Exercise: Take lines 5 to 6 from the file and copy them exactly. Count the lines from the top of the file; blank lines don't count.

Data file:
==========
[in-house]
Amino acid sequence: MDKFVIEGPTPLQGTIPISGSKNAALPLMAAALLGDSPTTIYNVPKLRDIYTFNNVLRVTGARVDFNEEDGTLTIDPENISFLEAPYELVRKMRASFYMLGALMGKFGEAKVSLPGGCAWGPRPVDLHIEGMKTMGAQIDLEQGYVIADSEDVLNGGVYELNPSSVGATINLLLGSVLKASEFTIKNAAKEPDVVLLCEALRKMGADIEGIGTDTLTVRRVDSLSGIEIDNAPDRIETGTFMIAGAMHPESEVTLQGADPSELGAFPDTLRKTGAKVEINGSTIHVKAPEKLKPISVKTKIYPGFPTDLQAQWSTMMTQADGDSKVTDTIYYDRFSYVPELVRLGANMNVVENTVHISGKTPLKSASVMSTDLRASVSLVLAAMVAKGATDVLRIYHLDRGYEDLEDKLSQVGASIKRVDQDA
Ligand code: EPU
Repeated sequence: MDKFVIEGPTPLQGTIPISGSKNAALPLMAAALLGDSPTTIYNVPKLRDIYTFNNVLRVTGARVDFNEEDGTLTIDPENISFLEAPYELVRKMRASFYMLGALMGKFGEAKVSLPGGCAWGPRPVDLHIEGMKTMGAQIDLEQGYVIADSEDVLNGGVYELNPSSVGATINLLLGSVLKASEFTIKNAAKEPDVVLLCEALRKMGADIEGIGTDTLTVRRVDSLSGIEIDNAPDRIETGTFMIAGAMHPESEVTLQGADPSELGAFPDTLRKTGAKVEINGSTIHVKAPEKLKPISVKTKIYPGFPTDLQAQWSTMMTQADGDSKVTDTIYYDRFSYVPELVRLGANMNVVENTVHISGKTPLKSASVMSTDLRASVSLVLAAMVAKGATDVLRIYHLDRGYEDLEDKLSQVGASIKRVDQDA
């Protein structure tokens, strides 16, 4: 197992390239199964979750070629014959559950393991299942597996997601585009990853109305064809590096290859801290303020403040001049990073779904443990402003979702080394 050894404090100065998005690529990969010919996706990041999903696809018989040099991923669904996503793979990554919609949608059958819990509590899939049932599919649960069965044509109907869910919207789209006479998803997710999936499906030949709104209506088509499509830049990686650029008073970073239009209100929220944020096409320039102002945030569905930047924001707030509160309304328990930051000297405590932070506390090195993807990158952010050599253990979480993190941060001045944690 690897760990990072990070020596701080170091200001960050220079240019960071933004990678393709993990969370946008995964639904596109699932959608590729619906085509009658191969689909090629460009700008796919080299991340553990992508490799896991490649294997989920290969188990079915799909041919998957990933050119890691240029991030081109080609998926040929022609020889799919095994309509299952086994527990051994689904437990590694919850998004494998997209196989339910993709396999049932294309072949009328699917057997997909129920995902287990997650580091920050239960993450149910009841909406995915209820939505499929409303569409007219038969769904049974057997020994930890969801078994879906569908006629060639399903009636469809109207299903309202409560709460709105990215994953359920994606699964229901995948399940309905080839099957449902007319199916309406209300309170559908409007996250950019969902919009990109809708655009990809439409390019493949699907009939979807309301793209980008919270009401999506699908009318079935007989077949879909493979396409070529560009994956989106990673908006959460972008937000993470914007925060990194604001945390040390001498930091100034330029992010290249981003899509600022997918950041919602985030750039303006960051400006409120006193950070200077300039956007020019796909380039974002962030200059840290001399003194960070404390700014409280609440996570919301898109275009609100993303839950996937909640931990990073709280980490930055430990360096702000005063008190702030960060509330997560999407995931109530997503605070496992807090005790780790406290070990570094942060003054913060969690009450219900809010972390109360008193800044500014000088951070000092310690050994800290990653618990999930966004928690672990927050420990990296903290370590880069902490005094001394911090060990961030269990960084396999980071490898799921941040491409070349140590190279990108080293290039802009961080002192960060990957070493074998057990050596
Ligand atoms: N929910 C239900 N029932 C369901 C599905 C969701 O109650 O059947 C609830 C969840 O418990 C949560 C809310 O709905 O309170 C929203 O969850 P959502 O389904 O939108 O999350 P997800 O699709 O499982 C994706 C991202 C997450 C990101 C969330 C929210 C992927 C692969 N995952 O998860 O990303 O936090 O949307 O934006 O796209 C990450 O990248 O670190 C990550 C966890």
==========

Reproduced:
């Protein structure tokens, strides 16, 4: 197992390239199964979750070629014959559950393991299942597996997601585009990853109305064809590096290859801290303020403040001049990073779904443990402003979702080394 050894404090100065998005690529990969010919996706990041999903696809018989040099991923669904996503793979990554919609949608059958819990509590899939049932599919649960069965044509109907869910919207789209006479998803997710999936499906030949709104209506088509499509830049990686650029008073970073239009209100929220944020096409320039102002945030569905930047924001707030509160309304328990930051000297405590932070506390090195993807990158952010050599253990979480993190941060001045944690 690897760990990072990070020596701080170091200001960050220079240019960071933004990678393709993990969370946008995964639904596109699932959608590729619906085509009658191969689909090629460009700008796919080299991340553990992508490799896991490649294997989920290969188990079915799909041919998957990933050119890691240029991030081109080609998926040929022609020889799919095994309509299952086994527990051994689904437990590694919850998004494998997209196989339910993709396999049932294309072949009328699917057997997909129920995902287990997650580091920050239960993450149910009841909406995915209820939505499929409303569409007219038969769904049974057997020994930890969801078994879906569908006629060639399903009636469809109207299903309202409560709460709105990215994953359920994606699964229901995948399940309905080839099957449902007319199916309406209300309170559908409007996250950019969902919009990109809708655009990809439409390019493949699907009939979807309301793209980008919270009401999506699908009318079935007989077949879909493979396409070529560009994956989106990673908006959460972008937000993470914007925060990194604001945390040390001498930091100034330029992010290249981003899509600022997918950041919602985030750039303006960051400006409120006193950070200077300039956007020019796909380039974002962030200059840290001399003194960070404390700014409280609440996570919301898109275009609100993303839950996937909640931990990073709280980490930055430990360096702000005063008190702030960060509330997560999407995931109530997503605070496992807090005790780790406290070990570094942060003054913060969690009450219900809010972390109360008193800044500014000088951070000092310690050994800290990653618990999930966004928690672990927050420990990296903290370590880069902490005094001394911090060990961030269990960084396999980071490898799921941040491409070349140590190279990108080293290039802009961080002192960060990957070493074998057990050596
Ligand atoms: N929910 C239900 N029932 C369901 C599905 C969701 O109650 O059947 C609830 C969840 O418990 C949560 C809310 O709905 O309170 C929203 O969850 P959502 O389904 O939108 O999350 P997800 O699709 O499982 C994706 C991202 C997450 C990101 C969330 C929210 C992927 C692969 N995952 O998860 O990303 O936090 O949307 O934006 O796209 C990450 O990248 O670190 C990550 C966890």